Why do I grind my teeth in my sleep? A leading neuroscientist answers

A woman holds her jaw in pain after grinding her teeth
(Image credit: Getty Images)

Teeth grinding, also known as bruxism, is when you grind your teeth or clench your jaw during your sleep. People who experience it are often unaware that they’re doing it, but teeth grinding can have a detrimental effect on sleep quality, as well as cause dental damage. 

What is bruxism?

Bruxism is an involuntary, habitual grinding of the teeth. Sleep bruxism is when you involuntarily grind your teeth at night.  

“Teeth grinding is almost always associated with stress,” says Dr Lindsay Browning, a chartered psychologist and neuroscientist. The good news is that a mouthguard worn at night can help protect your teeth, but the bad news is that won’t solve the root cause of the problem.

Sleeping on the best mattress for your body type may help, as a mattress that provides the right level of comfort and support will minimize any tossing and turning that may lead to tooth grinding. To coincide with Sleep Awareness Week 2024, we will walk you through what bruxism is, why you might be prone to teeth grinding, plus what you can do to manage the condition.  

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Why do I grind my teeth at night?

Bruxism is a condition categorized by the habitual grinding, clenching or gnashing of your teeth while you sleep. Many factors can contribute to bruxism, but stress is one of the leading causes. 

Before the Covid-19 pandemic, approximately 31% of adults suffered from bruxism. However, google searches for teeth grinding spiked during the pandemic, with some dental surgeries reporting three times as many patients seeking treatment for bruxism. 

Awoman lays on her side with her eyes closed and her jaw clenched

(Image credit: Getty Images)

Those who grind their teeth may not be aware that they’re doing it, and are often alerted to their nighttime habit either by their dentist or someone else. Depending on the severity and frequency, bruxing can cause significant dental damage, as well as sleep disruption.

“It's not just about waking up in the morning with an ache in your mouth, it can disrupt your sleep,” says Dr Browning.

Common causes of teeth grinding 

Bruxism can occur at any age and any stage within your life, but it is often linked to the following:  

  • Stress
  • Anxiety
  • Snoring 
  • Sleep apnea 
  • Certain medication
  • Irregular sleep patterns 
  • Misaligned bite 

Teeth grinding is closely related to sleep apnea, with an estimated 33% - 54% of those with Obstructive Sleep Apnea also suffering from bruxism. While there is certainly a link between bruxism and sleep apnea, there is conflicting research over whether one condition is responsible for the other. However, studies agree that teeth grinding is linked to the micro arousals (wakeful periods) experienced with sleep apnea.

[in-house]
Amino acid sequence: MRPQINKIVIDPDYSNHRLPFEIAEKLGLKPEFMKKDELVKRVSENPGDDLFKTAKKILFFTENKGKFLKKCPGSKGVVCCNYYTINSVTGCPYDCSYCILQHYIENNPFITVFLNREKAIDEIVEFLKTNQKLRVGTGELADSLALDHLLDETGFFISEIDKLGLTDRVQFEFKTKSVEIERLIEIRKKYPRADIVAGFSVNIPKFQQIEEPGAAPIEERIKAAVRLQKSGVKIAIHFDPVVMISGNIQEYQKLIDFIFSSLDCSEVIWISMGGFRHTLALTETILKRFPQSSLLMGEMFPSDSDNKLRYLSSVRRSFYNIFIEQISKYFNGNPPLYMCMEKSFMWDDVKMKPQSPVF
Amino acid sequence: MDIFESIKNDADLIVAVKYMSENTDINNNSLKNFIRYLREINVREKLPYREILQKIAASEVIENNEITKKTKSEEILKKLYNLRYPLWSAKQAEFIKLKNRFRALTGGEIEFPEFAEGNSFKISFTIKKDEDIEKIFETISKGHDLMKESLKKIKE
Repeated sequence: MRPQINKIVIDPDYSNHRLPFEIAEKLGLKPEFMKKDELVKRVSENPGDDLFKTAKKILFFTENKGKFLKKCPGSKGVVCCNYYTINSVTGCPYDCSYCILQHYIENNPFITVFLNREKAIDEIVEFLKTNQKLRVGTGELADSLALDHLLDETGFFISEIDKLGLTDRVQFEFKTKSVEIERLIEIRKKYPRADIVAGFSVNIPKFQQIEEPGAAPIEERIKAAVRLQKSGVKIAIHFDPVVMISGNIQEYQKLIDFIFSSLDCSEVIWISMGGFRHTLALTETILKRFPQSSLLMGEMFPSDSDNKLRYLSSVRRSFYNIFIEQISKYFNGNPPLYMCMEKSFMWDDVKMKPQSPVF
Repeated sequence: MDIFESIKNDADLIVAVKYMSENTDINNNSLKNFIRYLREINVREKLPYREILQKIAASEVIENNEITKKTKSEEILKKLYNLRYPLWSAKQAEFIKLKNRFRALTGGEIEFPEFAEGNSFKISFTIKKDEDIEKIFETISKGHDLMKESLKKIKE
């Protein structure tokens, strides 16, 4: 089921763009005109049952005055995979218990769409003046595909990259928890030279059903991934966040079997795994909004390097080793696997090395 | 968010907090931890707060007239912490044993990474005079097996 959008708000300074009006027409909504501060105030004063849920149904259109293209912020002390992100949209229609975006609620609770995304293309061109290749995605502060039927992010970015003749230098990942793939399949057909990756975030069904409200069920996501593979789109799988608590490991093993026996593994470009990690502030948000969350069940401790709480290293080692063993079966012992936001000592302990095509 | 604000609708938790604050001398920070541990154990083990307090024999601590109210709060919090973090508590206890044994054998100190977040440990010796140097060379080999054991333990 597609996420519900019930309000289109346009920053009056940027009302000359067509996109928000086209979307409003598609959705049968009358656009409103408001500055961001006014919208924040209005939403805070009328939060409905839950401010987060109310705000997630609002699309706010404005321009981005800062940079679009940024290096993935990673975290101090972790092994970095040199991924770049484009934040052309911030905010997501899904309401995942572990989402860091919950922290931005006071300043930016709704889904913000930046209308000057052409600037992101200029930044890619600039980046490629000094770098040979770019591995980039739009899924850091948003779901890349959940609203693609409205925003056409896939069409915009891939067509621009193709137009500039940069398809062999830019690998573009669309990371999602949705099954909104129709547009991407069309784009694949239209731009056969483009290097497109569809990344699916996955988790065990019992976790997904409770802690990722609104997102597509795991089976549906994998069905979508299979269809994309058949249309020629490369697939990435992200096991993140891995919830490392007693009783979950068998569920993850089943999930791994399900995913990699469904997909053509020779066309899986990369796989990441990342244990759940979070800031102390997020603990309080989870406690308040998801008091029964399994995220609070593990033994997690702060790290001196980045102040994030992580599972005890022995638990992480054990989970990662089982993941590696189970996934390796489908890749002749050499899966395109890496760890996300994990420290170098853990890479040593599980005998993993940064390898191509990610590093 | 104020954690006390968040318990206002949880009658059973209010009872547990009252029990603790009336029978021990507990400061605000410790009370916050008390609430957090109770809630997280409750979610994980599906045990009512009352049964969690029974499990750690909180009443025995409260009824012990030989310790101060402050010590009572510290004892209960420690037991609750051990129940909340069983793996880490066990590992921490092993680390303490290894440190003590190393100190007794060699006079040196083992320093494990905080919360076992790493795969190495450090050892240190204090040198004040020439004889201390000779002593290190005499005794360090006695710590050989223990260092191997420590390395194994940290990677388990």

Teeth grinding is also prevalent during childhood, with as many as 50% of children experiencing bruxism. However, this number drops to around 8% once they reach middle adulthood.

Symptoms of teeth grinding  

Often, those who experience bruxism are alerted to the condition by someone else, whether it’s someone sleeping in close proximity or their dentist. However, there are certain symptoms that indicate that you have been grinding your teeth in your sleep. They are as follows: 

  • Headaches 
  • Jaw and neck pain
  • Dental damage 
  • Tooth erosion

You may not grind your teeth every night, and will only grind your teeth for seconds at a time.  However, the pressure that you place on your teeth is enough to slowly erode away at your teeth, as well as causing a buildup of tension in your neck, shoulder and jaw, resulting in headaches.  

How to manage your teeth grinding  

Dental guards, or mouthguards, prescribed by your dentist can help protect your teeth from bruxism. “Ideally go to a dentist and get one professionally,” advises Dr Browning. “Not only will you not wake up with that clenched jaw, but you will protect your teeth and also sleep better, because you won't be disturbed by this gnashing of your teeth, which can be disruptive to your partner.”

A man looks in the mirror while placing a transparent dental guard into his mouth

(Image credit: Getty Images)

However, stress management is also required in order to treat the root cause of your teeth grinding. A relaxing nighttime routine can help alleviate stress, helping to reduce bruxism instances.

Additionally, Dr Browning recommends taking a look at your lifestyle and seeing if you can make any positive changes to your day in order to influence how you process stress during the night. "Anything you can do to reduce stress in your life during the daytime will help," says Dr Browning.

Nicola Appleton
Sleep Features Editor

Nicola Appleton is Sleep Features Editor at Tom’s Guide, specialising in quality news content surrounding sleep and wellbeing. Nicola cut her teeth as a journalist in a busy newsroom in Bristol, UK, 15 years ago as part of a team at Britain's largest independent press agency. Since then, her job as a journalist has taken her to the States, to Sydney, and then back to Blighty, where she has written and edited features for a whole host of prominent British and international brands, including  The Independent, The Sydney Morning Herald, HuffPost, Refinery29, Stylist and more. As well as tackling the vast topic of sleep, Nicola will be joining the raft of expert mattress reviewers at Tom's Guide, helping steer readers towards the very best mattresses on the market.